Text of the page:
A Guide to Start Rooftop Gardening

Rooftop gardening is an idea that has been around as long as there have been roofs. City dwellers have been tucking plants on roofs and an emergency exit for generations. Even environment-friendly roofings, roofs covered with soil and plants, have been around for years. It seems despite how much land a garden enthusiast has, we always seem to be looking for more room, and roof gardens of all kinds are acquiring popularity in both residential and industrial sites.

 

There are lots of good reasons to consider a rooftop garden:

  • They use unused or underused space
     
  • A garden enhances a space
     
  • They can offer privacy
     
  • They can be exceptionally environmentally friendly
     
  • There is generally good sunlight exposure
     
  • No deer, bunnies, or other non-flying pests to worry about

 

Options for Your Rooftop Garden

There are a couple of directions to go in when planning a rooftop garden. Fully planted green roofs, where the roof is covered with soil, and the plants are planted in it, make an excellent environmental sense. However, they are too hard for homeowners to undertake on their own. The weight of an eco-friendly roof can easily cover 100 lbs. per sq. ft., before adding people. You would require to hire a structural engineer or architect to perform structural analysis and probably a professional company to install it.


The simplest and most personal approach to rooftop gardening is the use of containers and elevated beds. You can develop any style of rooftop garden with container-grown plants, from a couple of simple herb plants to a formal, classy potager. Containers are ideal for roof gardens since they are light, portable, versatile, and budget-friendly.

 

Caring for Your Rooftop Garden

While looking after container-grown plants on a rooftop is much like maintaining containers on the ground, there are a couple of rooftop idiosyncracies to consider before you begin hauling your pots outside.


Permission: First, talk to your landlord and/or the building ordinance. Questions concerning accessibility, building height restrictions, and fire regulations can ban any rooftop usage.


Structural Integrity: Ensure the roof can hold the load. Get a licensed pro to do this. Soil and pots are heavy to start with and will get heavier as the plants grow. If you have ever tried to relocate a pot loaded with damp soil, you understand how much weight water can add.


Accessibility: How are you going to get your materials and products in and out? If you stay in an apartment, make sure you are allowed to use the elevator. Some municipalities require numerous access/exits and perhaps exit lighting, fire alarms, and emergency lights.


Water: Will you have the ability to run a hose out to the roof? Sprinkling containers can end up being a hassle, and containers call for a lot of water. Think about setting up a rain barrel and drip irrigation.


Sun Exposure: Are you shaded by nearby structures or the terrace above you? Even some sun can be a problem when plants are sweltering on top of concrete.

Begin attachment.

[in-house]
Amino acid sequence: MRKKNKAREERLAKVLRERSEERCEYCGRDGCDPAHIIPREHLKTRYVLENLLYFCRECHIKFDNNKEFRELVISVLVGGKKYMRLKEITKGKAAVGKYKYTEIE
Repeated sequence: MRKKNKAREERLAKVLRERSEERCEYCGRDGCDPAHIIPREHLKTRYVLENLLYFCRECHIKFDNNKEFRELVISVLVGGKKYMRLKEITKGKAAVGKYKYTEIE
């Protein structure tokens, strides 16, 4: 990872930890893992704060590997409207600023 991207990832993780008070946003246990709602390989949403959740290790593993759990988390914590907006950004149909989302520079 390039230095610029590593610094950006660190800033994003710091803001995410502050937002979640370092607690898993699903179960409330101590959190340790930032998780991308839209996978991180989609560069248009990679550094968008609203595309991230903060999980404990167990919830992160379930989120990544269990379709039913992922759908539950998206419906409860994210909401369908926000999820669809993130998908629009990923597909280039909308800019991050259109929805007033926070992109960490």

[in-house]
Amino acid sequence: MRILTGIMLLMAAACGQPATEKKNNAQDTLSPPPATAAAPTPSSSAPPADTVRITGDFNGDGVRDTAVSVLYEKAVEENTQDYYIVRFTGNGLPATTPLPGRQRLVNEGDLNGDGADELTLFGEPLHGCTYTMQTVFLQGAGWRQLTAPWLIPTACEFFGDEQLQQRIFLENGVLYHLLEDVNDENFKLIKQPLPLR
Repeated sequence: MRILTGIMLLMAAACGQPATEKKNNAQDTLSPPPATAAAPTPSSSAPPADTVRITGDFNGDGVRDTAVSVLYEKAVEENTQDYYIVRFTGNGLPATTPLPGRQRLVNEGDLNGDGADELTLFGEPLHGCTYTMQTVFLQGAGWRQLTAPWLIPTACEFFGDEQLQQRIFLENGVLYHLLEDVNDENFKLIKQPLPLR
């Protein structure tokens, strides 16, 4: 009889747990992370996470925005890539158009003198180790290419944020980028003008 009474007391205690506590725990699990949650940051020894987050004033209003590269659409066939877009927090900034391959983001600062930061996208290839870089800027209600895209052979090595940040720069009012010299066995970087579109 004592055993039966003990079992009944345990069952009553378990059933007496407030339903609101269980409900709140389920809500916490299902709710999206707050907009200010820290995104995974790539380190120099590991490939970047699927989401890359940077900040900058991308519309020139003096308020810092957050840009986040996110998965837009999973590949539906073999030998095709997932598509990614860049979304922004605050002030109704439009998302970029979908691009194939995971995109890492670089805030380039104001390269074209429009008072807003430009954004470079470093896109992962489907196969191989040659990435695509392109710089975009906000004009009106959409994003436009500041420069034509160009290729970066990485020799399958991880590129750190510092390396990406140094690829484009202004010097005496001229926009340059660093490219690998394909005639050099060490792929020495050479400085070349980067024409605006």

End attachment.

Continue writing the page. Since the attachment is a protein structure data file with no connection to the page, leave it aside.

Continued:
Heat: Besides the sunlight beating down on the roof, there is ambient heat reflected from the roof surface, surrounding buildings, streetcars, and metal exhaust, as well as utility structures. You will probably intend to provide some shade, if not for the plants, then for you.


Wind: Wind can whip down straight urban streets, specifically on high-rises. You might wish to consider some wall or fence. If so, you will probably need to check your building ordinance once more for required heights and structural stability. It is specifically essential when building safety dictates barriers for children and pets.
 

Personal Privacy: A lot of rooftops are surrounded by neighboring buildings. If your rooftop garden is in full view, you might want to prepare for screening. You can grow a bush of evergreens, run vines up a trellis wall, or tuck under an umbrella table.
 

Electrical Wiring: Electricity isn't vital, but it sure makes things simpler. If you are planning on enjoying your garden during the night, candle lights aren't the best lights for weeding.
 

Storage: There's a lot of paraphernalia associated with gardening: tools, fertilizer, garden compost, and buckets. Space is limited on a rooftop, and it is hard to camouflage a storage area. Shelves will suffice. Some rooftop garden enthusiasts go with narrow closets. An additional option is bench seating with built-in storage to do double duty.
 

Cost: Finally, how much are you willing to spend? You can begin little and add on, purchasing more pots and plants (and soil) as you go. The real expenditure comes when you intend to start hardscaping and building on the roof. Laying tiles or stones, building raised beds and boxes, adding illumination and furnishings can all begin to add up. Plus, you might need extra structural work to support them.
 

Regardless of your style starting, big or small, a rooftop garden is an investment in satisfaction for many urban dwellers, providing hours of relaxation and reward.